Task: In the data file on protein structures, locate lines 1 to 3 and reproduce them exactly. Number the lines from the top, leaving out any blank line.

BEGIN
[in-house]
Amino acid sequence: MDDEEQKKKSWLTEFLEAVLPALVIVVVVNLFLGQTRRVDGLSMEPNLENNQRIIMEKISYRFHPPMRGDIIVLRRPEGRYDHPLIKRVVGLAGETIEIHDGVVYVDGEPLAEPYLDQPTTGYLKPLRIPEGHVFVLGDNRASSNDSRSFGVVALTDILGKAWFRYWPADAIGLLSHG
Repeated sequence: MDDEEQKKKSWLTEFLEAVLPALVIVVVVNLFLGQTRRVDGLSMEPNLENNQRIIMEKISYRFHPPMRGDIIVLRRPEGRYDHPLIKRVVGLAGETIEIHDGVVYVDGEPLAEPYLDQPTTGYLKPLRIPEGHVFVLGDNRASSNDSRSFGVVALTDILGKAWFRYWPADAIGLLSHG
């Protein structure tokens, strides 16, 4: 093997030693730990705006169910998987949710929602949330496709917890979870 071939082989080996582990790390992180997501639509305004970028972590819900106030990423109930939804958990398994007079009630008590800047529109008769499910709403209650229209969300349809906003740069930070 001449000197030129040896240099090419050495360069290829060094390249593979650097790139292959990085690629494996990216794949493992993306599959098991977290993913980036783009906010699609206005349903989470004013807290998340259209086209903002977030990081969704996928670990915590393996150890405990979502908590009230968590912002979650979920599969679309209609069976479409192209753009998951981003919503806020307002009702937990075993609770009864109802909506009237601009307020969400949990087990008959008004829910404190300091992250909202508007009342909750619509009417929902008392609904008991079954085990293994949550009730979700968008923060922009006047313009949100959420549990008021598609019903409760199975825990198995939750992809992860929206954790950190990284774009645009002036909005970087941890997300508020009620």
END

[in-house]
Amino acid sequence: MDDEEQKKKSWLTEFLEAVLPALVIVVVVNLFLGQTRRVDGLSMEPNLENNQRIIMEKISYRFHPPMRGDIIVLRRPEGRYDHPLIKRVVGLAGETIEIHDGVVYVDGEPLAEPYLDQPTTGYLKPLRIPEGHVFVLGDNRASSNDSRSFGVVALTDILGKAWFRYWPADAIGLLSHG
Repeated sequence: MDDEEQKKKSWLTEFLEAVLPALVIVVVVNLFLGQTRRVDGLSMEPNLENNQRIIMEKISYRFHPPMRGDIIVLRRPEGRYDHPLIKRVVGLAGETIEIHDGVVYVDGEPLAEPYLDQPTTGYLKPLRIPEGHVFVLGDNRASSNDSRSFGVVALTDILGKAWFRYWPADAIGLLSHG